Blindness and Visual Impairment

The need for resources to serve the needs of the blind and visually impaired is significant. According to the statistics posted on the National Federation of the Blind website:

  • 1.3 million blind person in this country
  • 93,600 blind school age children
  • 787,691 seniors aged 65 and older are blind and according to projections, these numbers will increase to 1.6 million by 2015 and 2.4 million by 2030
  • Only 1% of the blind population is born without sight. The vast majority of blind people lose their vision later in life due to macular degeneration, glaucoma and diabetes. There are treatments to delay these conditions, but there are no cures.

Conditions leading to vision loss or impairment

  • Macular Degeneration, central vision deteriorates resulting in blurred vision and eventually leading to blindness
  • Glaucoma causes damage to the optic nerve through pressure; peripheral vision is affected first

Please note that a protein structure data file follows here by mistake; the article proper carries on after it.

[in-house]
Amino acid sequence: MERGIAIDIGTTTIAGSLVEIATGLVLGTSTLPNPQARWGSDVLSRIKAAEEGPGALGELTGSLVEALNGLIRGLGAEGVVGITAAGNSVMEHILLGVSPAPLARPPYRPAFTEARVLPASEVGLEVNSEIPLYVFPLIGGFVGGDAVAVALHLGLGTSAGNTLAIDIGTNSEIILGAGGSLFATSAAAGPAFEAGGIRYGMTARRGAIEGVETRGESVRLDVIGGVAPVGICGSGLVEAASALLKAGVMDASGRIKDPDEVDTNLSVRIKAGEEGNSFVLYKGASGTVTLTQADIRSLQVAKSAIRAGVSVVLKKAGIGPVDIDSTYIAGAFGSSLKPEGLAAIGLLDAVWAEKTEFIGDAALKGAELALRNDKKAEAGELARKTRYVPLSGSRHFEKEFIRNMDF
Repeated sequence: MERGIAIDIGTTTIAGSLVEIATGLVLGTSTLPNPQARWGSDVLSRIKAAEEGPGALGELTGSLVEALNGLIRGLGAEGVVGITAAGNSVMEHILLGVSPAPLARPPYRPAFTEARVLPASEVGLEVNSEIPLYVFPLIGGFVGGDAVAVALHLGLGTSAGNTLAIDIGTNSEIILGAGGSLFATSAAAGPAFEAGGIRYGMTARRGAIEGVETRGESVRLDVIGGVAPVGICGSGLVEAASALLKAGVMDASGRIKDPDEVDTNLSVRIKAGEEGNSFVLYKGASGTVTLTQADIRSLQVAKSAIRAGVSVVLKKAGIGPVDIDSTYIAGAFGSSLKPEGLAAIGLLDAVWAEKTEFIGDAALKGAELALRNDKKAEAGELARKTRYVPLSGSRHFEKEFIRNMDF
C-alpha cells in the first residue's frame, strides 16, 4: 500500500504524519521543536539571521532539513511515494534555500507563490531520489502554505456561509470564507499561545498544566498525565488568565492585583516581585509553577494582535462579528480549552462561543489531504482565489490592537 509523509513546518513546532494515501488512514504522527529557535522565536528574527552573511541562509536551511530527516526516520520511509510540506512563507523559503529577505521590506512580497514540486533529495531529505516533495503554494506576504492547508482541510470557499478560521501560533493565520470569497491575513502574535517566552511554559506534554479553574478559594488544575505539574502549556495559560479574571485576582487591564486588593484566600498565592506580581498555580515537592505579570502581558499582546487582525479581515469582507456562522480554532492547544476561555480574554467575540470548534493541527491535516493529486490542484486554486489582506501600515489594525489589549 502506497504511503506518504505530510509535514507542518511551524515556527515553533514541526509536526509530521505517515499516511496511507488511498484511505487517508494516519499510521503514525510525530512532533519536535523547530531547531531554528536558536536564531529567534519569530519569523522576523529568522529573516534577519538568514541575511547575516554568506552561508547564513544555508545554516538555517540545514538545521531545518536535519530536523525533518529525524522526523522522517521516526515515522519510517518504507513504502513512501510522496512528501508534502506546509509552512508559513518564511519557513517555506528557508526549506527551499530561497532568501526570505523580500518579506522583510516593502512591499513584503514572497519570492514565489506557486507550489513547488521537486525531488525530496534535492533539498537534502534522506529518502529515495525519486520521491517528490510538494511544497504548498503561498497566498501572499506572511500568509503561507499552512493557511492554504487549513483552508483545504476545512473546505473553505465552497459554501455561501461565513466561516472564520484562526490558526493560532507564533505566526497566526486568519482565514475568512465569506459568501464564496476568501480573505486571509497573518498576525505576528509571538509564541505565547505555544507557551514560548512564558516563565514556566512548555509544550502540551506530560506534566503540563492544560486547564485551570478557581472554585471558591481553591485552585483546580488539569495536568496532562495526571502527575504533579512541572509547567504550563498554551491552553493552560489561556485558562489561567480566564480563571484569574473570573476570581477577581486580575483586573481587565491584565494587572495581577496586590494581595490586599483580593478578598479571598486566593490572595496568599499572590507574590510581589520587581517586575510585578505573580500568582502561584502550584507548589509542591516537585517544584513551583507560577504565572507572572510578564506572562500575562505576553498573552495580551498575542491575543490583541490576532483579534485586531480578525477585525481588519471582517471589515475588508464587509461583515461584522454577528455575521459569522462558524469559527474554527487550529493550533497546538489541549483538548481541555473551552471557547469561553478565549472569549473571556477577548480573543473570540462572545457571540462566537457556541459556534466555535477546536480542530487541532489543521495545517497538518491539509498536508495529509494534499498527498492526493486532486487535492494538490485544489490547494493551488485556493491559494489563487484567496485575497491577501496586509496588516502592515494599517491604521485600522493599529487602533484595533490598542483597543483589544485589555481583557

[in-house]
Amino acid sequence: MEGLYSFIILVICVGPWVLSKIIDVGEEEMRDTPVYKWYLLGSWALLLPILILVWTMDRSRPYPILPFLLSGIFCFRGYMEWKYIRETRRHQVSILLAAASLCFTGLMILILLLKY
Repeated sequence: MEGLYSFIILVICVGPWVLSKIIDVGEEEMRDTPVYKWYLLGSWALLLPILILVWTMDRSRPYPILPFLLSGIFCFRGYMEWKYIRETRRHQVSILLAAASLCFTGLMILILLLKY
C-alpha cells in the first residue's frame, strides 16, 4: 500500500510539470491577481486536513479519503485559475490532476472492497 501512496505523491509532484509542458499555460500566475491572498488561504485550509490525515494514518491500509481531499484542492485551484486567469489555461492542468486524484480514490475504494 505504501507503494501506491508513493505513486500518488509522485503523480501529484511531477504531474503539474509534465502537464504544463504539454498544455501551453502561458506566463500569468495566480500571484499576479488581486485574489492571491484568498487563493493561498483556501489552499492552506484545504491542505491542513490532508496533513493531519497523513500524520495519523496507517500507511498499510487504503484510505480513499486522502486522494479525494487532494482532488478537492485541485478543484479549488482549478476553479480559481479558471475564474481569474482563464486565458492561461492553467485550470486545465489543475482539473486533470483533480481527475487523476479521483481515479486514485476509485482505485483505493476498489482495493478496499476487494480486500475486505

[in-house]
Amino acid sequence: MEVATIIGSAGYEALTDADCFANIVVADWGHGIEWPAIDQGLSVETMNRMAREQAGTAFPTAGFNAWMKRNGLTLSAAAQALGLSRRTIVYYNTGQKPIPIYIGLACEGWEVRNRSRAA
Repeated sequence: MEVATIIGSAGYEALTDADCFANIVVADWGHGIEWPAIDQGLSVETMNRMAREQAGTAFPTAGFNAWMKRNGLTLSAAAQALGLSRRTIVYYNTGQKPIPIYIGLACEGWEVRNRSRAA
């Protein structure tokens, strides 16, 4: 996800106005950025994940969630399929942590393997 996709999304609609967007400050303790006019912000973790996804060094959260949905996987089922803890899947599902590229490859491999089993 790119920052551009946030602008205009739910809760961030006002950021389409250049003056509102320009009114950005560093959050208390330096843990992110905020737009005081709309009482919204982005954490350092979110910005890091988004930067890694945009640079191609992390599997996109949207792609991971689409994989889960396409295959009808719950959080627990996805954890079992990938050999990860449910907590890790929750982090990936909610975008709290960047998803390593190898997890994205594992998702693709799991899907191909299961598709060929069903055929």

• Diabetic retinopathy is a complication of diabetes that occurs when the tiny blood vessels inside the retina are damaged

Defining Visual Impairment

  • Partially Sighted- indicates some type of visual impairment that results in the need for special education
  • Low Vision- severe visual impairment; applies to those who are unable to read a newspaper at normal viewing distance even with the aid of eyeglasses or contact lenses. They may require adaptations in lighting, print size and sometimes Braille
  • Legally Blind- applies to an individual with less than 20/200 vision in the better eye or very limited field of vision (20 degrees at the widest point)
  • Totally Blind- applies to an individual who can see nothing. Learning must be done by Braille or other non-visual media